Bandits and ‘Mojave Max’

Marxist historian Eric Hobsbawm made a classic distinction between ‘bandits’ and ‘social bandits’: while the former ‘simultaneously challenges the economic, social and political order by challenging those who hold or lay claim to power, law and the control of resources’, the latter ‘are peasant outlaws whom the lord and state regard as criminals, but who remain within peasant society’. Hobsbawm added that in rural areas ‘social bandits’ were often seen as ‘men to be admired, helped and supported’.

The tale of rancher Cliven Bundy and his cattle in southern Nevada has become a rallying-point for militant conservatives and neo-conservatives in the United States who view Bundy as someone being both a Hobsbawm ‘social bandit’ fighting to preserve a rural livelihood as well as a libertarian martyr: two groups affiliated with ‘Americans for Prosperity’, a political organization on the radical Right funded primarily by the billionaire Koch brothers, launched a ‘tweet assault’ in support of Bundy.

In fact there is a curious similarity, albeit on very different scales of course, between the confrontations in Ukraine and the one in southern Nevada, with the status quo being established at the point of a gun.

The Nevada saga began with a far-reaching conservation programme that included protecting ‘Mojave Max’ and his fellow Desert Tortoises, and has ended up with well-armed ultra-conservative groups threatening a ‘shoot-out’ with federal police.

In 1993 Bundy agreed with the US Bureau of Land Management (BLM) to take his cattle off the Gold Butte area of southern Nevada’s Clark County as the BLM gradually instituted their conservation programme that included buying up all the grazing permits, a process completed by 1997.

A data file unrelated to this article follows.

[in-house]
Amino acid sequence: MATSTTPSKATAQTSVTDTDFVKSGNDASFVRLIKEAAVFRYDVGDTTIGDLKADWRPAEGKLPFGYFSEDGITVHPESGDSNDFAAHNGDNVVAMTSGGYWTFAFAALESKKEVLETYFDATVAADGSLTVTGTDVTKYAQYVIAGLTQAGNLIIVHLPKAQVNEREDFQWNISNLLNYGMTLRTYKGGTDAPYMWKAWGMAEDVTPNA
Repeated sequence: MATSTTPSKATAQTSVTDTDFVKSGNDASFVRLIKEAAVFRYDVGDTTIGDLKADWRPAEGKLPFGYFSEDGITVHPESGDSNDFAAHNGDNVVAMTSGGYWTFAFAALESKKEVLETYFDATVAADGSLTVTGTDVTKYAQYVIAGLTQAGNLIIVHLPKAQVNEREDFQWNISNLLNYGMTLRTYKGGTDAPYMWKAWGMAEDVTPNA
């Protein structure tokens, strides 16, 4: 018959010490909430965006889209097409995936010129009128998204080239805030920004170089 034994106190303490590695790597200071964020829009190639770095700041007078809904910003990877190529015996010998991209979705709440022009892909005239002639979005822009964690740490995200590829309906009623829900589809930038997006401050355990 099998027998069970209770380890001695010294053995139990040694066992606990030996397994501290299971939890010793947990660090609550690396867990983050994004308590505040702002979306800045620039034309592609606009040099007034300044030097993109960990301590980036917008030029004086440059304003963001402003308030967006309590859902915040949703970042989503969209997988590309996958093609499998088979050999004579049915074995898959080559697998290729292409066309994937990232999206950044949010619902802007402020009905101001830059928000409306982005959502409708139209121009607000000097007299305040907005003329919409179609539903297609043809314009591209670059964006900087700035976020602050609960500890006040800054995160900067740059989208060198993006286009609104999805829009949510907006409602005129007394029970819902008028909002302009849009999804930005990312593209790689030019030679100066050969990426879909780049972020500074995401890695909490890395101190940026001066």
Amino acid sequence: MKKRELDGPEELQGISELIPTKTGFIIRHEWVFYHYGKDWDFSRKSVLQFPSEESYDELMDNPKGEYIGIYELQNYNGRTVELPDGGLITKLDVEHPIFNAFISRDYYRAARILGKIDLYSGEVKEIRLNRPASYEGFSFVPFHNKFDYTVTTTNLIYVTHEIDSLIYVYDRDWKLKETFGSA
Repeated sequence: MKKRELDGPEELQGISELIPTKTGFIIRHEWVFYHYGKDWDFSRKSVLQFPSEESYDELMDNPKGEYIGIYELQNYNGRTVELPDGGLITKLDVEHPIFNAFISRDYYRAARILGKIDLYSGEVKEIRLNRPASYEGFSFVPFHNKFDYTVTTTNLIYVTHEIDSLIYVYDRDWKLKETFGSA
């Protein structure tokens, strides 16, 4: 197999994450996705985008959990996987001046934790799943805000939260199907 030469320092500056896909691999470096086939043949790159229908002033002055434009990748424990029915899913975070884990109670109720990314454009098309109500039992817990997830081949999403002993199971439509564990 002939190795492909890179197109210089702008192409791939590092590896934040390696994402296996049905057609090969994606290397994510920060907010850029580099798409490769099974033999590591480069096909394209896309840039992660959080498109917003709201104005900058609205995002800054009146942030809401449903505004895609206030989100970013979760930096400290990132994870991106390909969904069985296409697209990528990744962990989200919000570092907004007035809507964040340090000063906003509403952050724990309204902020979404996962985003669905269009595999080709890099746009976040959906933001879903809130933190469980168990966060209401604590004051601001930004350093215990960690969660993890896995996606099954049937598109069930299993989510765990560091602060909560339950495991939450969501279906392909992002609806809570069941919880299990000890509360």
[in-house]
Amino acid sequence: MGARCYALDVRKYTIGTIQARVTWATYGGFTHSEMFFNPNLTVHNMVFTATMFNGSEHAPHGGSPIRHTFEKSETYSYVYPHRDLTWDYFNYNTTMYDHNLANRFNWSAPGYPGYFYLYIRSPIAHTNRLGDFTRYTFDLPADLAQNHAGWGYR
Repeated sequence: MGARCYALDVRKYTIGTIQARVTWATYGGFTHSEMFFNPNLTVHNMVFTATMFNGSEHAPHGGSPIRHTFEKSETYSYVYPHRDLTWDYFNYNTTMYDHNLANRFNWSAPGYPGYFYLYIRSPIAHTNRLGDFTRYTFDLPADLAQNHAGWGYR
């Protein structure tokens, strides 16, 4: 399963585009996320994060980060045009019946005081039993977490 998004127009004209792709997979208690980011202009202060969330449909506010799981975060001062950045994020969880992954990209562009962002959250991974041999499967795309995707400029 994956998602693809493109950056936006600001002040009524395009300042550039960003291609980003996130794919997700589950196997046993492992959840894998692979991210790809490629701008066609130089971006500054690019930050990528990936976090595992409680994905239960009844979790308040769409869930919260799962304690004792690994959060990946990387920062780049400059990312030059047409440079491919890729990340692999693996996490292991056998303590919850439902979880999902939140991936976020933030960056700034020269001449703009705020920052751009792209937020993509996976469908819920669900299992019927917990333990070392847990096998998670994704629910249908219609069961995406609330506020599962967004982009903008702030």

However, Bundy has never stopped grazing his cattle on the land despite two court orders to remove them and nearly $1 million in unpaid fees and fines.

The Clark County Conservation Programme is wide-ranging in that it provides conservation for 78 species of plants and animals, including the threatened desert tortoise and the iconic ‘Mojave Max’, whose emergence each Spring in the Red Rock Canyon National Conservation Area is treated with all the razzamatazz of a ‘celebrity’ appearance.

The conservation programme aims to improve the survivability of species through research, habitat restoration and fencing along roadways to reduce tortoise mortality. The programme also implemented a desert tortoise translocation program in 1997 which moved some threatened tortoises to the Large-Scale Translocation Site near Jean, Nevada.

This month the BLM moved to confiscate Bundy’s cattle and a judge ordered Bundy not to physically interfere; in response, Bundy assembled protesters to confront the BLM officers who were holding his livestock.

After a dramatic, two-day standoff, federal officers backed down and handed the cows over to Bundy to avoid violence; photos from the scene show protesters perched on a highway over-pass and hunkered down in the brush with long-range weapons.

Meanwhile, an estimated 1,000 head of Bundy cattle continue to illegally roam Gold Butte: so what works in Ukraine clearly also works in southern Nevada.                    Jasper Humphreys, The Marjan Centre.


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